by

The overthinking pain

We’re constantly complicating every single part of our lives. And that reflects on the actions that we take on a daily basis.

I am becoming a more and more experienced writer. Not a good writer. The point is that i was a very bad writer five years ago. I was the kind of writer that thinks he could eventually write good stuff but ends up spending hours and hours in front of a two paragraph blog post or e-mail, only to eventually discover that is too late to send or publish. :) It’s funny, i know. And why? Because I was constantly thinking it was not good enough. Of course, that happened without any input or feedback from none of my recipients. I had this constant thought that what I say/write/express could be done better. I was challenging every part of my writings to become “perfect”. So every time I had to write something the message I wanted to deliver lost its essence for the simple fact that too much thought was being put inside of it. And that made me a bad writer.

Then, when I started to build products and to design processes, I noticed that the same problem appeared. And that freaked me out. I knew I was probably smart enough not to under-think stuff, so the issue was that I involuntarily over-”thought” them. And it’s a big pain. However, as any major self induced bad habit, it could be solved if you started pushing yourself. And that’s what i did. It’s like waking up in the morning. Initially it’s a pain, but when you start analyzing it and push yourself every day, a new habit emerges and waking up in the morning becomes a delight.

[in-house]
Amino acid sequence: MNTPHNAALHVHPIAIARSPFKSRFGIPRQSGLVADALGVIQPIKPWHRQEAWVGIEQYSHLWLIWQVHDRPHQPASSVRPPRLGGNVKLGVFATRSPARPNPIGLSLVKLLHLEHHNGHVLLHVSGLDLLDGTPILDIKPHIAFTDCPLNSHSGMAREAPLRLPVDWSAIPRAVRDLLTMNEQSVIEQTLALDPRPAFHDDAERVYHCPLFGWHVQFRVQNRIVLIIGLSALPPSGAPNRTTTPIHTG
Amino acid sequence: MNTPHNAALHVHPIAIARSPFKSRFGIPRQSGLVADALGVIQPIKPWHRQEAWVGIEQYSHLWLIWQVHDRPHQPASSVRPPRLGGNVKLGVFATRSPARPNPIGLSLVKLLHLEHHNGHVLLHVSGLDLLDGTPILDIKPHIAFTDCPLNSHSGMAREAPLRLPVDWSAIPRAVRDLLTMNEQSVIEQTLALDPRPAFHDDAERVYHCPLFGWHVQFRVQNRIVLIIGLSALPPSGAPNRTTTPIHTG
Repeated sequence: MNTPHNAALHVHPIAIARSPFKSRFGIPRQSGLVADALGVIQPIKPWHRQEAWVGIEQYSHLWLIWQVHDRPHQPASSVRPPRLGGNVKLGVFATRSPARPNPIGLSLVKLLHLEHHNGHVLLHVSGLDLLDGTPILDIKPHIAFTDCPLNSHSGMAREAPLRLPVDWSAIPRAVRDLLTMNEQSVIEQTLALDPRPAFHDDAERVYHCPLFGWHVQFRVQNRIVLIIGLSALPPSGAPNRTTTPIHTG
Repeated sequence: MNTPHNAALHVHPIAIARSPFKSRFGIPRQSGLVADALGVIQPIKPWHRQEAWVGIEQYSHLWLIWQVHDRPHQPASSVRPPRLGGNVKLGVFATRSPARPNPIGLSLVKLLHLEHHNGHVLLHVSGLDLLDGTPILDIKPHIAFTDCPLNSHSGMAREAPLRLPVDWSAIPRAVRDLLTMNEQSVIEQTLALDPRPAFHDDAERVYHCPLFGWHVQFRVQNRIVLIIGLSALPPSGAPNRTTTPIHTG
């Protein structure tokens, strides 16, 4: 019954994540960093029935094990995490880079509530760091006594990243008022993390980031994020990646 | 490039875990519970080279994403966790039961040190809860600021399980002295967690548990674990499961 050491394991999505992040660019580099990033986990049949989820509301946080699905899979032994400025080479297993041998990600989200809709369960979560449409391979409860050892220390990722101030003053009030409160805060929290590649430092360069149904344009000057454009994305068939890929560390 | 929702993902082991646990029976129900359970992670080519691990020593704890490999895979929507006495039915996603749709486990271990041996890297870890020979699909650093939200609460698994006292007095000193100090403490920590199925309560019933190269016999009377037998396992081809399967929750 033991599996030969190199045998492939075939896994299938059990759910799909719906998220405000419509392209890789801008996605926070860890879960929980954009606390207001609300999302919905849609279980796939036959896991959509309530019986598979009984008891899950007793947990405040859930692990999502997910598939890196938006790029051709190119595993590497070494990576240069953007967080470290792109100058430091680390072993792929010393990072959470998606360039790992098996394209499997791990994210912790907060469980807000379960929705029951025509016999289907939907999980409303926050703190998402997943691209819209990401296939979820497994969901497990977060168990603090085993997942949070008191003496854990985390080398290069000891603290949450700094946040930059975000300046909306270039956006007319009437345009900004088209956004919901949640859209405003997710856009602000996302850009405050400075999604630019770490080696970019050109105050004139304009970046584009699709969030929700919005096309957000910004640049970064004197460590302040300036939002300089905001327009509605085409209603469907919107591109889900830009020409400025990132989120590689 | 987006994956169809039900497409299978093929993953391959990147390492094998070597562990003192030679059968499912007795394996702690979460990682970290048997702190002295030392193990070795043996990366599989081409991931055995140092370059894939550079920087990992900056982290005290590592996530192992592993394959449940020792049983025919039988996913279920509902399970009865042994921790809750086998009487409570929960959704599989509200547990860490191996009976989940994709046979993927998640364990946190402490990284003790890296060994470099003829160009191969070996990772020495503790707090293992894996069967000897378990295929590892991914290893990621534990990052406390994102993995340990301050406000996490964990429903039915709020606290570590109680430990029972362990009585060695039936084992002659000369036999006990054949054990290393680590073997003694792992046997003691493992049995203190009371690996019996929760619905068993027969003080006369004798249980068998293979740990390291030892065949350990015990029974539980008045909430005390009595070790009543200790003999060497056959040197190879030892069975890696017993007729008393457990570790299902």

Anyway, that freaked me out. And the more freaked out I became, the more I started to realize that it’s a huge connection between the product development process and the way I was deeply analyzing everything I had to do in my daily routine work. That had to stop. So I started to push myself.

So life became much better. No more over thinking meant releasing more often, meant that people stopped waiting and that feedback came quickly than ever. I started to just send that email. Just publish that article/paper/post. Just launch that product. Just cut-down that feature, that feature list, that process. Just do things the way you naturally tend to do them and then see what happens or be concerned about the results. Then improve. And if you do it enough times, you’ll automatically start getting things right and a new habit will emerge. It’s a great way to become better so that you can reach that level of self satisfaction you’re instinctively trying to reach.

So if any of you guys is like me, stop over-thinking stuff. It only helps you on loosing more time and people won’t notice it. Frustration will occur and deadlines will be lost.